By Hilary Mare
OVER the decades, tourism has experienced continued growth and deepening diversification to become one of the fastest growing economic sectors in Namibia.
Whilst modern tourism is closely linked to development and encompasses a growing number of new destinations, these dynamics have turned tourism into a key driver for socio-economic progress.
Today, the business volume of tourism equals or even surpasses that of certain commodity exports, food products or agriculture. Tourism has become one of the major players in international commerce, and represents at the same time one of the main income sources for many developing countries with Namibia certainly not an exception.
Due to the fact that this growth goes hand in hand with a increasing diversification and competition among destinations, this global spread of tourism in developing states has produced economic and employment benefits in many related sectors – from construction to agriculture or telecommunications.
The is why the over 1.5 million people who arrived in Namibia in 2015, representing a three percent increase from 2014 when 1.4 million arrivals were recorded authenticate that tourism will remain a cornerstone for economic development and will push Namibia towards its prosperity chase under the Harambee Prosperity Plan for all.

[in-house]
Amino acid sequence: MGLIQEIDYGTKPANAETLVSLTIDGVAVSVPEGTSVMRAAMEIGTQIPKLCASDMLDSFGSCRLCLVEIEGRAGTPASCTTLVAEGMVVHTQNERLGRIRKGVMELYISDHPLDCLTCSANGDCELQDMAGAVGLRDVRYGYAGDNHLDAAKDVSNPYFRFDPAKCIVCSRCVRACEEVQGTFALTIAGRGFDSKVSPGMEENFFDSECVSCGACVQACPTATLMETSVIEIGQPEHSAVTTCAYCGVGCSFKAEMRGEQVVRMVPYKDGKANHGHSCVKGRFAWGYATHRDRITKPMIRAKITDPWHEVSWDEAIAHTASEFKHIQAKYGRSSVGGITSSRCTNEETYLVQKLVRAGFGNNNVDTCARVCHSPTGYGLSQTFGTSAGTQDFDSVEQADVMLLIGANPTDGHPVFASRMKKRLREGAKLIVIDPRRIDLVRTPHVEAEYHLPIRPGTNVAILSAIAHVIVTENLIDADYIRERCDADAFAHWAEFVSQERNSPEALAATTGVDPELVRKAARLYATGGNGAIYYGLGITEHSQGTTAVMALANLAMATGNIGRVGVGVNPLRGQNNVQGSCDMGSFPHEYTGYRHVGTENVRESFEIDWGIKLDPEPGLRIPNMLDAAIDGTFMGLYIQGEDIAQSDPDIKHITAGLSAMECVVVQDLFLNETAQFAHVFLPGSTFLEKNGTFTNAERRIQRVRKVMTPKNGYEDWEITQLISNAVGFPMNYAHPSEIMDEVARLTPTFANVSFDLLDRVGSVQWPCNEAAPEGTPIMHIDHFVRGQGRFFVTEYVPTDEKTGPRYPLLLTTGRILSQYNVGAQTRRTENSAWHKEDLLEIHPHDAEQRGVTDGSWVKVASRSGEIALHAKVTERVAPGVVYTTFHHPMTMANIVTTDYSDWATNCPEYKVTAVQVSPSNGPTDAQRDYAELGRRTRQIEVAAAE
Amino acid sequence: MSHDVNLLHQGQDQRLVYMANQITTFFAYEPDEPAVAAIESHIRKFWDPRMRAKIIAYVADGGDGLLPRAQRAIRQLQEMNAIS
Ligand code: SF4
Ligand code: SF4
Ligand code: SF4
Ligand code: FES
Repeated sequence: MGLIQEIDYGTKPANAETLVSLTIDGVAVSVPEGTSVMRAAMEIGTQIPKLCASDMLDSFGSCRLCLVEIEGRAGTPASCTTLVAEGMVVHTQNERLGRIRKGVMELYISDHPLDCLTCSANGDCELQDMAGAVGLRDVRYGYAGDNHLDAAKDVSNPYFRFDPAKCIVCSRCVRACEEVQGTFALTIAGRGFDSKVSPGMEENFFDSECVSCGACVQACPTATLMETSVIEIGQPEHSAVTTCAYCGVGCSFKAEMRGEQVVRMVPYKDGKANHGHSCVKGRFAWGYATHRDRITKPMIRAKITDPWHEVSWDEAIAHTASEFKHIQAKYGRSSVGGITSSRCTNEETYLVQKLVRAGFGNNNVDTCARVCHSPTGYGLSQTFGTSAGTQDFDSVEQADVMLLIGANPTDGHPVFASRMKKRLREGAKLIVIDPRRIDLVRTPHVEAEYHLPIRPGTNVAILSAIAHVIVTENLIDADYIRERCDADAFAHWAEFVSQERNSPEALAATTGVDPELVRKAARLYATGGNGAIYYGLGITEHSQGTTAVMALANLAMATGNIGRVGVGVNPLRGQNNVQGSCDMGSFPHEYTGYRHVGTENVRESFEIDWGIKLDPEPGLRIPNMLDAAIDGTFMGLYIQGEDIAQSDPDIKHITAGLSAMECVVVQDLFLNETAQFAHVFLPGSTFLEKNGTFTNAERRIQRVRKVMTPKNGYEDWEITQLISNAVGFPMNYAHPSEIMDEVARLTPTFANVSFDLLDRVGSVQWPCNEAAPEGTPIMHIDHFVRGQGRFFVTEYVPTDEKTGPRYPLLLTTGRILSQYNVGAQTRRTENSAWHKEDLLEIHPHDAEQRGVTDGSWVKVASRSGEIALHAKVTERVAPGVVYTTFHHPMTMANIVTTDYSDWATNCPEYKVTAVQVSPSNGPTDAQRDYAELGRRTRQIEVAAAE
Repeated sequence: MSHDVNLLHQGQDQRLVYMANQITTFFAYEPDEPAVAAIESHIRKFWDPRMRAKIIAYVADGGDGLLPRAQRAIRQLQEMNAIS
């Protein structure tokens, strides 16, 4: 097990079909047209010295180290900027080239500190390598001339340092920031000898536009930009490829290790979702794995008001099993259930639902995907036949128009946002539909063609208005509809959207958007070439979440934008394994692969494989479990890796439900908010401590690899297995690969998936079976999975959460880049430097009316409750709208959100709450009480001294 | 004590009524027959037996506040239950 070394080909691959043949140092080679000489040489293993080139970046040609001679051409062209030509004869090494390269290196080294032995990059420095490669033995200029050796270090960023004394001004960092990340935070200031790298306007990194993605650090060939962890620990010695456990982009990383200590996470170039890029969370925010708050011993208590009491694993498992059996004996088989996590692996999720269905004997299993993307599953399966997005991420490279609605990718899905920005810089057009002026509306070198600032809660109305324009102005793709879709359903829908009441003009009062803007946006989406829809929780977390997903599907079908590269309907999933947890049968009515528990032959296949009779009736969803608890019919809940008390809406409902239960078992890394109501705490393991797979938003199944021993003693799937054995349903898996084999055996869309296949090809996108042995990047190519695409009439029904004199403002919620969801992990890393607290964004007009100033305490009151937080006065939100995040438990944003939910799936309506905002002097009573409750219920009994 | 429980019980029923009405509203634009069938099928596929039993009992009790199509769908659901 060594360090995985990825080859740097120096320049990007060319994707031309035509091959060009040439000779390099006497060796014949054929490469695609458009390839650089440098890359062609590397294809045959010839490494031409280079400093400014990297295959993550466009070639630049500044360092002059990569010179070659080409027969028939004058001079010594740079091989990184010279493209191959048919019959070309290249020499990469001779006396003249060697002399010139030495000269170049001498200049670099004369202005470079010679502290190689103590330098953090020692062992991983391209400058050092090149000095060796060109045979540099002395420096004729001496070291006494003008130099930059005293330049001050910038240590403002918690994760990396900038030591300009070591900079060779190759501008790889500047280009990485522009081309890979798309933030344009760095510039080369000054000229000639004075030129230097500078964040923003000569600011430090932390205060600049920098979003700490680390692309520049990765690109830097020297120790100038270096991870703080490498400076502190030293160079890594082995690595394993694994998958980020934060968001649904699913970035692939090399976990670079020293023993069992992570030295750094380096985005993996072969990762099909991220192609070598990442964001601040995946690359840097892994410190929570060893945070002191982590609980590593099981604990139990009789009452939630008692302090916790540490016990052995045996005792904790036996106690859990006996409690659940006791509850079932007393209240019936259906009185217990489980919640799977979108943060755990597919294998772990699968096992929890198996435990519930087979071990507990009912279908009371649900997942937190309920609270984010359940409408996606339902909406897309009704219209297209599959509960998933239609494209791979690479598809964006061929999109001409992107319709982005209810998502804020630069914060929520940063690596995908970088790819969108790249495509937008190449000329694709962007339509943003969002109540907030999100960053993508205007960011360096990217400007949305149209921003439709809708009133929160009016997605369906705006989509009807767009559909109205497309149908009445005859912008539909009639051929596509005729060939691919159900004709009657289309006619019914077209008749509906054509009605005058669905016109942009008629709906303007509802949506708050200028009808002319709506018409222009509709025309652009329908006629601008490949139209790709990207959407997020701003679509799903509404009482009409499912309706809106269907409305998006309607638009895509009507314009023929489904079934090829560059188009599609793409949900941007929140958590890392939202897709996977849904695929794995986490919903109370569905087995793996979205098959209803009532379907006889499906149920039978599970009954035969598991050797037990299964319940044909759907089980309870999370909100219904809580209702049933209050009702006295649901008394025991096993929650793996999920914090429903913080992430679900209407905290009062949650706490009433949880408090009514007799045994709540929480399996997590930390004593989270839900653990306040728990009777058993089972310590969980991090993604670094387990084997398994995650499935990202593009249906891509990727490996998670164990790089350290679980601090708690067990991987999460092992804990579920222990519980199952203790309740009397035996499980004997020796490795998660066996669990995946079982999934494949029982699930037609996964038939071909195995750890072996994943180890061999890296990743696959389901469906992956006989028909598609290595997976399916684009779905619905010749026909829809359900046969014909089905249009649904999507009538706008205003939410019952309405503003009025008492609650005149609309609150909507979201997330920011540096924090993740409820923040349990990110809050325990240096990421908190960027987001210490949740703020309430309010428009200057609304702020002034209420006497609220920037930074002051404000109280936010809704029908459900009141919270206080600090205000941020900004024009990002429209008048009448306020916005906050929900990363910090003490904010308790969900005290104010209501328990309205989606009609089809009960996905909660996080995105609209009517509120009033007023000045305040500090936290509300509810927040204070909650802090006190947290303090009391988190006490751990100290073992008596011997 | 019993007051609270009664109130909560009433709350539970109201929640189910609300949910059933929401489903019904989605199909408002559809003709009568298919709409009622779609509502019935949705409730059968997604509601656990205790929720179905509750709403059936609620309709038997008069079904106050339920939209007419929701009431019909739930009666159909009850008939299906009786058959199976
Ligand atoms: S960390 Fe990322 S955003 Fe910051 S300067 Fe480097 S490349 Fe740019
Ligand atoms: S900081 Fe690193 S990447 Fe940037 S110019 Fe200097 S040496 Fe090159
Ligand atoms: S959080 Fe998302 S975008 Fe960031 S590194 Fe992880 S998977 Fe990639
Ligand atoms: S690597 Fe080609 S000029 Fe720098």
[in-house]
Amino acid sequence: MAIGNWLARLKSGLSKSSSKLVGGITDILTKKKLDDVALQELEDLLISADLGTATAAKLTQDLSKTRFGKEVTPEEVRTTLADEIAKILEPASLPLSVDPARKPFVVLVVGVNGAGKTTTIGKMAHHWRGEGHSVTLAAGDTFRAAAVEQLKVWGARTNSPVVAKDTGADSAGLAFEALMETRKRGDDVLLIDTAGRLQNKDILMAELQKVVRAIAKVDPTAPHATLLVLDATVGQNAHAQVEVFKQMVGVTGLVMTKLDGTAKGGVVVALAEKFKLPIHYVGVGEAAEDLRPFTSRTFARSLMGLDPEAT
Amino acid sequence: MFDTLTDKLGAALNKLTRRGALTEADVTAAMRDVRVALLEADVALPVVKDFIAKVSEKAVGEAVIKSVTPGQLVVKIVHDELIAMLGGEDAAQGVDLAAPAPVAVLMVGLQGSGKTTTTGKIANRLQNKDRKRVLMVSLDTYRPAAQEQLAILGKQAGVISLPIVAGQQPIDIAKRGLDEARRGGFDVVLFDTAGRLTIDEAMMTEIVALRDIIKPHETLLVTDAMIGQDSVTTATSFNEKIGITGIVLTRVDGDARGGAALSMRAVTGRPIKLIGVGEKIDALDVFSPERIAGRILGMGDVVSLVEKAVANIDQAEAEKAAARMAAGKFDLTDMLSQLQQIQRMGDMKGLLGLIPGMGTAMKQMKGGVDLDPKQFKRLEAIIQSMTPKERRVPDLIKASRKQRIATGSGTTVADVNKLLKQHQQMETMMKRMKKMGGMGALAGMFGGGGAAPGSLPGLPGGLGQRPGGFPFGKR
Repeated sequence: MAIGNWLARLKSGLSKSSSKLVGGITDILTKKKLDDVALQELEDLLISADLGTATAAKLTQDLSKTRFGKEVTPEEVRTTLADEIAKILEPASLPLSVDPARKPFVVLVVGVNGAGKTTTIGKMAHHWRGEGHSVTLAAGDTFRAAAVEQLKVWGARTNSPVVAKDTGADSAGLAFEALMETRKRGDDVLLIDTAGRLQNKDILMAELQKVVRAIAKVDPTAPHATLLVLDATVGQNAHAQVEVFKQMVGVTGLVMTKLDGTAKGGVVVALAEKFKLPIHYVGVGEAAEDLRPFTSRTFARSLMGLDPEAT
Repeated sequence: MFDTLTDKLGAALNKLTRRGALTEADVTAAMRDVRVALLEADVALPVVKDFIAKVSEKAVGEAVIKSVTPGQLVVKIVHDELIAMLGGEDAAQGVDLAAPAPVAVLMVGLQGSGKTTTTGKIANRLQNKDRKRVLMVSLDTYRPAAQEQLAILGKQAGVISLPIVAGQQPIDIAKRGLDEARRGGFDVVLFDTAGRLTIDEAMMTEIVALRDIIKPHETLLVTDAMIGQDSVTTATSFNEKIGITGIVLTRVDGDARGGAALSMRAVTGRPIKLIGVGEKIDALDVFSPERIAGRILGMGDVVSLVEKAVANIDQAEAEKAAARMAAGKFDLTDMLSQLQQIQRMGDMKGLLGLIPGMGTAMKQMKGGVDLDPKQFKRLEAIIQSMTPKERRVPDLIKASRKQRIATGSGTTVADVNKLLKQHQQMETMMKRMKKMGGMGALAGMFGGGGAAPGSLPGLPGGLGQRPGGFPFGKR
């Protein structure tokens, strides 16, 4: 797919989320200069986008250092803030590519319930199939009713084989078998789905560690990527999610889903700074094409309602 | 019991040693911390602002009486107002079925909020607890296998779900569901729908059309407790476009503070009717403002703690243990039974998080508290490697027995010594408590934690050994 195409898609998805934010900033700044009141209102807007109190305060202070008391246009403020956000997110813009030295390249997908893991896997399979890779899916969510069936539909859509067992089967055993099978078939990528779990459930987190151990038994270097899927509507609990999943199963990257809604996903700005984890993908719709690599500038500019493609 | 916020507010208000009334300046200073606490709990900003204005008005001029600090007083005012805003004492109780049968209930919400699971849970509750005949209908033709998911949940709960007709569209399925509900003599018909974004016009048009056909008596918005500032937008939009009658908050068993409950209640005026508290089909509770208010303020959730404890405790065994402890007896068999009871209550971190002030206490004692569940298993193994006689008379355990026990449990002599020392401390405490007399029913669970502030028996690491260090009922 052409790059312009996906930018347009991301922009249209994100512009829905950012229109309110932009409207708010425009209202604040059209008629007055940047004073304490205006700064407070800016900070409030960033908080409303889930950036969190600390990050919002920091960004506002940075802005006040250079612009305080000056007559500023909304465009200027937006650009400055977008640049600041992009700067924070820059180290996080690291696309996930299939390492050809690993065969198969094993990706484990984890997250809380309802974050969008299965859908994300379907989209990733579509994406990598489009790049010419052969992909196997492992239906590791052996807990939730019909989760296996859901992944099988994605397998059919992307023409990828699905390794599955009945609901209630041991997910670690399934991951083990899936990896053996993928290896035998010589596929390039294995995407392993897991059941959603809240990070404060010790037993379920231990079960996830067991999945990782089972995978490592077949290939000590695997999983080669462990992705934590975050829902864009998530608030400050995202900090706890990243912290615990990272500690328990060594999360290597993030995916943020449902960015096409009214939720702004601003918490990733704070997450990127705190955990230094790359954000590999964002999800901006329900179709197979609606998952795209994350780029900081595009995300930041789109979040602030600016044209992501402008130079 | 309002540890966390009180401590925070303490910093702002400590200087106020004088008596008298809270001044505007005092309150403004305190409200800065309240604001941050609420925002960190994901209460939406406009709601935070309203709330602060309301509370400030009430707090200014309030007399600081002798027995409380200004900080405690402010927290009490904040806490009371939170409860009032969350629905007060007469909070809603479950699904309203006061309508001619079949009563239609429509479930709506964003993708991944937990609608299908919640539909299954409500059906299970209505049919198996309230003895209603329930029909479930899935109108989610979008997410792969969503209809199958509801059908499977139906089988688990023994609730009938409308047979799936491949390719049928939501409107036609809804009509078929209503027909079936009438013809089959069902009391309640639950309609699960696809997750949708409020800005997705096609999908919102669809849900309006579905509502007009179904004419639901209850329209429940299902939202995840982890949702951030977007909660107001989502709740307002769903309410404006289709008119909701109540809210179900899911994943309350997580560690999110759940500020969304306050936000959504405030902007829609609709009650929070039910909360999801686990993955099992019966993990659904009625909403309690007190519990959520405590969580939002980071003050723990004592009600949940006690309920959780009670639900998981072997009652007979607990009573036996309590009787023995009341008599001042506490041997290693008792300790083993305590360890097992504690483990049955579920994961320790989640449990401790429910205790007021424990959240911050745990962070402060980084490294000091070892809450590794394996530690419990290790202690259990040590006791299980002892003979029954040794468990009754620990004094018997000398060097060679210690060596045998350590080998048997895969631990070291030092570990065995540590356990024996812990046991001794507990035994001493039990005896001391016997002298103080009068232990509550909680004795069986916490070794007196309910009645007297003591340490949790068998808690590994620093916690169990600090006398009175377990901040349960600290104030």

Essentially so, because out of the total foreign arrivals recorded, the larger number of 1.38 million were tourists, 15 580 were returning residents and 99 883 were same-day visitors.
Revealed by the recently released 2015 tourist statistical report, the tourism sector is still healthy and has shown growth. It further indicates that tourist figures increased by 5.1 percent for the same period.
The tourist figures indicate that overall, the tourism market for Namibia in 2015 was dominated by top 10 tourist markets which include Angola, South Africa, Zambia, Germany, United Kingdom, United States and France.
However, a decline in the Angolan tourist arrivals was observed in 2015 which could be attributed to the financial crisis that was experienced due to the phasing out of the U.S dollar in that country.
Withstanding the view that tourism remains Namibia’s pride, the World Travel and Tourism Council WTTC’s latest annual research, in conjunction with Oxford Economics, shows that travel and tourism’s contribution to world GDP grew for the sixth consecutive year in 2015, rising to a total of 9.8 percent of world GDP (US$7.2 trillion).
The sector now supports 284 million people in employment – that’s one in 11 jobs on the planet. The sector is set to face macroeconomic conditions and other challenges in 2016, but nevertheless expected to perform at a solid growth rate and outperform global economic growth once again. Travel and Tourism forecasts over the next 10 years also look extremely favourable with predicted growth rates of four percent annually.
Confidente. Lifting the Lid. Copyright © 2015